Campaigning to End the Exploitation of Domestic Workers in Lebanon: Documentary Screening, La Piscine, 30.05.2018

Image from: http://english.alarabiya.net/en/features/2017/01/31/Modernized-slavery-The-disturbing-truth-behind-Lebanon-s-domestic-help-abuse.html
Image from: http://english.alarabiya.net/en/features/2017/01/31/Modernized-slavery-The-disturbing-truth-behind-Lebanon-s-domestic-help-abuse.html

Ahmed Ali wants to make invisible people visible.

“Their passports are confiscated when they arrive so they have absolutely no rights. Many work for 23 hours straight and have nowhere to sleep,” he tells a crowd of solemn listeners in alternating English and Spanish. “Sometimes they’re not even allowed to leave the house.”

Ali is describing the plight of hundreds of thousands of domestic workers brought to Lebanon, often by means of smuggling or human trafficking, to work as live-in maids in middle- and upper-class households. He learned about the issue from a Lebanese roommate here in Madrid and has been working ever since to raise awareness internationally. Alongside other activists, researchers, and lawyers from all over the Arab world, Ali hopes to share the stories of these invisible workers, connect them to one another and to human rights organizations, and ultimately pressure the Lebanese government to address the exploitation of these vulnerable, mostly female workers. This event, a screening of the documentary “A Maid for Each” by Maher Abi Samra, marked the kick-off of the initiative Ali has been organizing since September.

Ali with attendees of the documentary screening

The documentary begins with a number of anonymous voices sharing their experiences of having a maid at home, describing the discomfort and shame they feel taking advantage of such an abhorrent system of labor. But it quickly becomes clear that having a maid in the house is a status symbol in Beirut. Nearly every family has one or more, and those who don’t badly want one.

The best maids, says one voice, are the ones that are invisible, the ones hardly noticed going about their work. Another adds that having maids in the house makes him uncomfortable, that he ignores them, trying to “deny their existence.” Later in the film, one woman describes how having a maid to manage the housework meant that she could pursue a career and be financially independent from her husband. “Her language and her dark skin,” she notes, as if to comfort herself, “makes her less felt.”

The director of the film shows footage from within the agency that smuggles the girls into Lebanon and essentially sells them off to families based almost entirely on their looks, how smart they are, and how submissive they are. The girls come primarily from Ethiopia, Sudan, Sri Lanka, Bangladesh, and the Philippines. When a girl arrives in Lebanon and begins working, all of the money she earns goes back to this agency and others in her home country, until her debts are paid off. Only then can she begin sending money home to her family.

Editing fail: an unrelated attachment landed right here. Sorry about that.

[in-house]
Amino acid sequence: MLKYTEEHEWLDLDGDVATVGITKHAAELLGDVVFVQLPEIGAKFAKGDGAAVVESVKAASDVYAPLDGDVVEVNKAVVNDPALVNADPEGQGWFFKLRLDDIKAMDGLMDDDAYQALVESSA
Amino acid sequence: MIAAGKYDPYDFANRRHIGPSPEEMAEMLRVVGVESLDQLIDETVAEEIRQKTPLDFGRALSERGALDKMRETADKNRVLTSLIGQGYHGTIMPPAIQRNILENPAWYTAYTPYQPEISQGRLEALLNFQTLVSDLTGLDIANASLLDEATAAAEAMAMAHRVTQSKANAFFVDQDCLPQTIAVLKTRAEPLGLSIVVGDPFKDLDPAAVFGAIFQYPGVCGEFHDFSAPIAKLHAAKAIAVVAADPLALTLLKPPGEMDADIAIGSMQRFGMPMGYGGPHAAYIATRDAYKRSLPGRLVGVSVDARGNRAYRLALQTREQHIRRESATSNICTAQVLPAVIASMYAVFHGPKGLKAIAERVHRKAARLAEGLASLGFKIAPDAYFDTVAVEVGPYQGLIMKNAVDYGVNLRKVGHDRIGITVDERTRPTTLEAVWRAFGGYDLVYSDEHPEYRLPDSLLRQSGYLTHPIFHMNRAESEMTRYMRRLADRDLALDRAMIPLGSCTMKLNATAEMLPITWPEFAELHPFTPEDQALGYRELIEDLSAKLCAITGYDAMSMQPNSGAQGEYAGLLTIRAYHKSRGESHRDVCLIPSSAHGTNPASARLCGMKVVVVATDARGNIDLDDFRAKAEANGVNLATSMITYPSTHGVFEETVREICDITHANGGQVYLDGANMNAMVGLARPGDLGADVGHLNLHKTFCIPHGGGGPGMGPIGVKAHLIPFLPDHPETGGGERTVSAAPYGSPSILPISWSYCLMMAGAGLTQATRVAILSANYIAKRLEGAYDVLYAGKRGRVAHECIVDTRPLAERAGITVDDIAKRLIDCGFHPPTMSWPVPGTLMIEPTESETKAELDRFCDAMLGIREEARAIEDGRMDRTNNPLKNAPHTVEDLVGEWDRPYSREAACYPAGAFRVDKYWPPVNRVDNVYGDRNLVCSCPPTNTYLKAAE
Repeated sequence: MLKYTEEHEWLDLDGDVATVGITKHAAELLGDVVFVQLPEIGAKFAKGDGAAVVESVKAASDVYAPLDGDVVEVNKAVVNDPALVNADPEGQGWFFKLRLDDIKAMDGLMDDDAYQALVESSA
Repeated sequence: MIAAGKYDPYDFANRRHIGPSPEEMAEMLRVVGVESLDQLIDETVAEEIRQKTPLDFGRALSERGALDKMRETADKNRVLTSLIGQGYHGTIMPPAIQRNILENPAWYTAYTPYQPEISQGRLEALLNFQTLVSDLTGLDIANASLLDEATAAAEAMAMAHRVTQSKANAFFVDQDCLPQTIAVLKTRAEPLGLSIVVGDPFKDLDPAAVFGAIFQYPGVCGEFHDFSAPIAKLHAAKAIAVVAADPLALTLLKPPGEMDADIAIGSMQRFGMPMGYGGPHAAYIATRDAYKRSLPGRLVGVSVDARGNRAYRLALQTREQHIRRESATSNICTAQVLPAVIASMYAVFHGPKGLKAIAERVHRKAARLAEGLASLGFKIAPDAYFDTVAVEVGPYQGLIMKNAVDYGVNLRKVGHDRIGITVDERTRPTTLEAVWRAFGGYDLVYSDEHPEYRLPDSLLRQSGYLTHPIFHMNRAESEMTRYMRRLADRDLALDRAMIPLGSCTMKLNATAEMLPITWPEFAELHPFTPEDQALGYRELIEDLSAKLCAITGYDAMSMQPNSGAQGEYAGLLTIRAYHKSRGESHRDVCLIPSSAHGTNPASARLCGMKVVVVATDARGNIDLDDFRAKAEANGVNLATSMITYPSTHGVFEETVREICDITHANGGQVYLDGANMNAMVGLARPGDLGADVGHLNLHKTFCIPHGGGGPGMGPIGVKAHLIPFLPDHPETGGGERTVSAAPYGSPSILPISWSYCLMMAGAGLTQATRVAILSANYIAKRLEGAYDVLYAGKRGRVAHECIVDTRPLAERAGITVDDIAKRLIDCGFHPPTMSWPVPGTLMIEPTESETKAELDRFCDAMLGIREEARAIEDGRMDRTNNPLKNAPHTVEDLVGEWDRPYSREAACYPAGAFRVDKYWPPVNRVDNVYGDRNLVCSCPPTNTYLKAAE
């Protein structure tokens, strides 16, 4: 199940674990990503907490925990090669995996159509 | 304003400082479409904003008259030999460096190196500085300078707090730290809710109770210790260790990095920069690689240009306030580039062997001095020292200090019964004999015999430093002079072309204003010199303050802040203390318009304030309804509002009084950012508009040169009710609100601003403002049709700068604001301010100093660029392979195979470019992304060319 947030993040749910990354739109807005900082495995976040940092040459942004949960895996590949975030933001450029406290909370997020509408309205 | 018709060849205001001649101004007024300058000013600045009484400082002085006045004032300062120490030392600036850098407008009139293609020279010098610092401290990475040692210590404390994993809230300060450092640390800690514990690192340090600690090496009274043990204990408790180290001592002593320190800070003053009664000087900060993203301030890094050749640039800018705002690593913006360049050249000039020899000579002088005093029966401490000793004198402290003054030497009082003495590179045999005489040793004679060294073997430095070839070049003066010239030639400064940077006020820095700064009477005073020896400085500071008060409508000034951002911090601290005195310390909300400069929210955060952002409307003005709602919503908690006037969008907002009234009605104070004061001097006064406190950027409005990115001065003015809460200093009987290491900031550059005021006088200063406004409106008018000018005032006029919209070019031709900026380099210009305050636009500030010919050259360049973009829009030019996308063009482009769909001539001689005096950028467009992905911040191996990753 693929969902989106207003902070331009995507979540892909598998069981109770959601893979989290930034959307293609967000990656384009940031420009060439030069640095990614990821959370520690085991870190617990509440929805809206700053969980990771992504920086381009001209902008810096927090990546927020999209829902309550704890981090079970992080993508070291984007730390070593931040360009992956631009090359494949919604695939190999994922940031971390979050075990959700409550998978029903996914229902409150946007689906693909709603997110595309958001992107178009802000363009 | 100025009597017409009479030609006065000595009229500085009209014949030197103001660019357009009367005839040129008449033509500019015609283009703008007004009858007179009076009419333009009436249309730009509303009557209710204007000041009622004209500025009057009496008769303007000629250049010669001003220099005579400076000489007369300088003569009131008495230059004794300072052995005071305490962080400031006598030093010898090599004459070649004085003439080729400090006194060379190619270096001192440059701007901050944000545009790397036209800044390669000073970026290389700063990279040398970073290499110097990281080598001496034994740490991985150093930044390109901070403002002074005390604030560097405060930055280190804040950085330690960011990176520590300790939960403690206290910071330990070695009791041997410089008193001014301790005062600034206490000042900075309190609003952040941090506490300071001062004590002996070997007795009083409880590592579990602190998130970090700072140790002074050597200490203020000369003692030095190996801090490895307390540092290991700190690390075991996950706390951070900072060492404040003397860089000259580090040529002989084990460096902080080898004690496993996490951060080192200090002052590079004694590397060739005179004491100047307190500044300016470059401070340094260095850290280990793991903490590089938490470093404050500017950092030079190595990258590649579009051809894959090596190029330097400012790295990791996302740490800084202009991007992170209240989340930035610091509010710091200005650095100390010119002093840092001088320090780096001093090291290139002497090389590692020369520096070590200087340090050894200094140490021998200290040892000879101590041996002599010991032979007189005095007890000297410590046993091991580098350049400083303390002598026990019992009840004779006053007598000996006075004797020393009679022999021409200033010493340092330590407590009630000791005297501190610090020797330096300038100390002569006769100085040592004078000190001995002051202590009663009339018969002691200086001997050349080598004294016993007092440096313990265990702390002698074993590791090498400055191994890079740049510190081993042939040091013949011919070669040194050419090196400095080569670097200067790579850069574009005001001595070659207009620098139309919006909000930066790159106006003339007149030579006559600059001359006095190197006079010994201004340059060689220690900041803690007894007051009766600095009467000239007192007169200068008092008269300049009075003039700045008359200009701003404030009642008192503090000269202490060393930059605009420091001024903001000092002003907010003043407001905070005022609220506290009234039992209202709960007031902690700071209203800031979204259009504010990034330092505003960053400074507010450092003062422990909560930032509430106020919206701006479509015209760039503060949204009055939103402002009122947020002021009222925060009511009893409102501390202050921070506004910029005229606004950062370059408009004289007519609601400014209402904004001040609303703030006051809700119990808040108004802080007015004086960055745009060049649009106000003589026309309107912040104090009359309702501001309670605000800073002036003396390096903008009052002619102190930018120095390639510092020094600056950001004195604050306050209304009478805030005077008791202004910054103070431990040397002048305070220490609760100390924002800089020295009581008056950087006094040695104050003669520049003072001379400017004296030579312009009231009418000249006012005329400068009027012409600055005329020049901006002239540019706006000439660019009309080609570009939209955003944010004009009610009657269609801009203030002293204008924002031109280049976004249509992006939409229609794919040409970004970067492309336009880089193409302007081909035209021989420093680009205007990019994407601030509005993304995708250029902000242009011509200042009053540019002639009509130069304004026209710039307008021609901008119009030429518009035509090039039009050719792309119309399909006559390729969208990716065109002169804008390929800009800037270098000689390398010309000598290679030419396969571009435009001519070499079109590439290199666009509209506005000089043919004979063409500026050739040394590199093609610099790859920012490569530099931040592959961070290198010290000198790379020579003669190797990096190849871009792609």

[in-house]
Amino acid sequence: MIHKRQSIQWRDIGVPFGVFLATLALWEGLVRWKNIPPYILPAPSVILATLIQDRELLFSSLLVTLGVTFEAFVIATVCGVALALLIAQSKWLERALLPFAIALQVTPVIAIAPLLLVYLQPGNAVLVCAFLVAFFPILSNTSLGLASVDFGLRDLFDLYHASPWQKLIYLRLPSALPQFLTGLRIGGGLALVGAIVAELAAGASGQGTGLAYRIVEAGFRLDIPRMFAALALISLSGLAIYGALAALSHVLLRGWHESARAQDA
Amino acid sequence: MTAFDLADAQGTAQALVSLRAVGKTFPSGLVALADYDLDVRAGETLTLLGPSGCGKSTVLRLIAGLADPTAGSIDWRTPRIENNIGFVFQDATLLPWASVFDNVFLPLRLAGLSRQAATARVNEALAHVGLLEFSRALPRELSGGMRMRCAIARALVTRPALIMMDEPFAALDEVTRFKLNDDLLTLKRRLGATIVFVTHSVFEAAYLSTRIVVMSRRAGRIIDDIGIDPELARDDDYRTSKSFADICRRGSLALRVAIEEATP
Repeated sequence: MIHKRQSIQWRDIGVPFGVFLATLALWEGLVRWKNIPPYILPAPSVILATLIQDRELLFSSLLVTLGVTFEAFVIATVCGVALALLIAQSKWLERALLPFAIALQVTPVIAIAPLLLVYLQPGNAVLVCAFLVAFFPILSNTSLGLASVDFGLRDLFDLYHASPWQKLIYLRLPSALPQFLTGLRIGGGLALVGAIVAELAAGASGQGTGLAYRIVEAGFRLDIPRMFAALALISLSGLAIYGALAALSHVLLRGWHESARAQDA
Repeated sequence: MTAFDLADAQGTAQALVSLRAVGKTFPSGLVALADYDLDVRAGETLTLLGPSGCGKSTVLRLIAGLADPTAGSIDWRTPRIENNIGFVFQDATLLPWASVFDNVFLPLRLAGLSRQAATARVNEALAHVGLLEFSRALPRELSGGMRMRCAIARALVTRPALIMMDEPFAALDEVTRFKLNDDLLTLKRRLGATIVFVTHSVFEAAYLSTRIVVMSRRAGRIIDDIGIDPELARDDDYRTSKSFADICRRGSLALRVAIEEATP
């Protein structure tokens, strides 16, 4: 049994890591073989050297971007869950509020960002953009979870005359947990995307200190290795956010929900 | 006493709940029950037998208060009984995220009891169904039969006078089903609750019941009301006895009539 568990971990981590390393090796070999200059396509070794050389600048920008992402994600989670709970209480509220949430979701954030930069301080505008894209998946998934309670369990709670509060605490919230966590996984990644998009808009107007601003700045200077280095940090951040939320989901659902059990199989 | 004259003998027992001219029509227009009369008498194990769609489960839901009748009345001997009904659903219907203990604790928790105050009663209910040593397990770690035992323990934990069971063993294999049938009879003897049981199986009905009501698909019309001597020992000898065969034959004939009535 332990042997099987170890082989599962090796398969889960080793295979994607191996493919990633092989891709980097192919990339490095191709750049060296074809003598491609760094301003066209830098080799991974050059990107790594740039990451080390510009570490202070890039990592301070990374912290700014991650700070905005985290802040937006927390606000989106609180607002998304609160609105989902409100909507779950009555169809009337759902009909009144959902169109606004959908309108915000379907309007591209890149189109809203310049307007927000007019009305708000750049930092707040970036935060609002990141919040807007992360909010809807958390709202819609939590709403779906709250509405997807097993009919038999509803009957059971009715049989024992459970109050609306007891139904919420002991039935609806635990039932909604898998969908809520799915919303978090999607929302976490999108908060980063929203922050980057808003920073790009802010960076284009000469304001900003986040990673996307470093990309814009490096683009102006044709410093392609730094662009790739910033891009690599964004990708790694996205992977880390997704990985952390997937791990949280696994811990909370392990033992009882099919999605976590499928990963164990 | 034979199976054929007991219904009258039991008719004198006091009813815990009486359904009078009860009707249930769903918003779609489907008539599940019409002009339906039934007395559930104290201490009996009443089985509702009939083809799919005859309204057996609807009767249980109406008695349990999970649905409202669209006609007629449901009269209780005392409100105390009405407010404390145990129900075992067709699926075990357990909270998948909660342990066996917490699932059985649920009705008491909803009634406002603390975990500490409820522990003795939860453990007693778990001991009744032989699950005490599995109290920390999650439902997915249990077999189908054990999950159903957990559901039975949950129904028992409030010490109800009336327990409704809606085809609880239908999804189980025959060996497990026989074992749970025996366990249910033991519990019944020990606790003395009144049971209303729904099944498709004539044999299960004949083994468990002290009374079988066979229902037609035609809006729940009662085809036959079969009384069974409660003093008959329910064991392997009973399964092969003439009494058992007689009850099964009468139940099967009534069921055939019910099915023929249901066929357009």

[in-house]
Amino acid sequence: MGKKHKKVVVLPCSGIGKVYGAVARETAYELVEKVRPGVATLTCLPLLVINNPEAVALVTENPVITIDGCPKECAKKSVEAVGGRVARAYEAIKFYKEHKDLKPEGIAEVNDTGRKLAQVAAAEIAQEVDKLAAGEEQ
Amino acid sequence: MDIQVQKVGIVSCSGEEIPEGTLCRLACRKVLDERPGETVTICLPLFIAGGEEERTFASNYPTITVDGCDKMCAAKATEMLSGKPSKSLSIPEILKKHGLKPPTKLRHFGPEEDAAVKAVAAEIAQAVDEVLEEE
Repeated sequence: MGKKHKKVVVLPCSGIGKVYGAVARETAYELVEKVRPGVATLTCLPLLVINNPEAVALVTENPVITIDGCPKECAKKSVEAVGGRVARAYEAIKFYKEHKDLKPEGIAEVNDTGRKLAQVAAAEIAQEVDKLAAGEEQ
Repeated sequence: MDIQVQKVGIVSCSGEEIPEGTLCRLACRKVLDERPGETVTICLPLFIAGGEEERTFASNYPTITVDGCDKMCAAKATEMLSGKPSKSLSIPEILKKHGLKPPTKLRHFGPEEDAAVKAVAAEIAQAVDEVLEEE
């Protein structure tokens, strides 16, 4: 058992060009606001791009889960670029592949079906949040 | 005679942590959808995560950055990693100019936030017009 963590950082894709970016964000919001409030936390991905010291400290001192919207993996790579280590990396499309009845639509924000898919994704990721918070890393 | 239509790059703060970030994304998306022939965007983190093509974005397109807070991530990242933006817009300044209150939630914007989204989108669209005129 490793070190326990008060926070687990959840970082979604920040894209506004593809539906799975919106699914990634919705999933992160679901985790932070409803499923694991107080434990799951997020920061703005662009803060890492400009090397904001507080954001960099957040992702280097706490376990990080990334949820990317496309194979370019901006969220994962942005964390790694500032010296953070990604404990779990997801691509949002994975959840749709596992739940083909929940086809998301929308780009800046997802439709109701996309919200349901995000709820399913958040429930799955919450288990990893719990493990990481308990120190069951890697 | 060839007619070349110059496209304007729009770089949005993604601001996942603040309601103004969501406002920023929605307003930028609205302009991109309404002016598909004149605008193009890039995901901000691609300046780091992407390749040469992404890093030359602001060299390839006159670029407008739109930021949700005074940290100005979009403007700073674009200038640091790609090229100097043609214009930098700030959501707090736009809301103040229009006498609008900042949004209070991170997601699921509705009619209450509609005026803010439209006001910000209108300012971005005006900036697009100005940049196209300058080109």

One girl comes into the office insisting that she be moved to another house. She has been sick for weeks and the mother refuses to let her see a doctor. It’s making the long hours of work unbearable. “I don’t see a problem. She feeds you and she doesn’t beat you, you should be grateful,” says the manager of the agency. “We could move you to another family, but they might beat you. Would you like that?”

More voices chime in as the film progresses. One man notes that the authorities are always on the side of the families. If a girl runs away, the police bring her back to the agency to be returned. With no oversight and no accountability, the treatment of the girls is left entirely to the ethics of the individual. Many workers are raped and beaten without consequence. For these reasons, Lebanon has the highest rate of domestic worker suicide each year compared with other countries in the Gulf region.

There’s visibility in death, a man notes as the film comes to a close. It’s as if the public acknowledges the humanity of the maids only when there’s a suicide in the community.

Ali’s campaign “aims to establish a website where domestic workers will be able to seek help in establishing their rights, report mistreatments and violations, with human rights organizations ensuring effective intervention and aid for the workers. Workers will be aided in demanding proper salary, communicating with their family, just hours of work, as well as rights to internet use.” They have created a Crowdfunding page to help cover the expenses of this work, you can donate by clicking here. Alternatively, Ali says, those interested in contributing to the campaign can help by spreading the word. While still in the early stages of the project, Ali has already succeeded in amplifying the voices of these invisible workers who have been silenced for far too long.

Ali leading a lively discussion after the screening

Written by Danielle Jacques

Translated by Jenna McDonald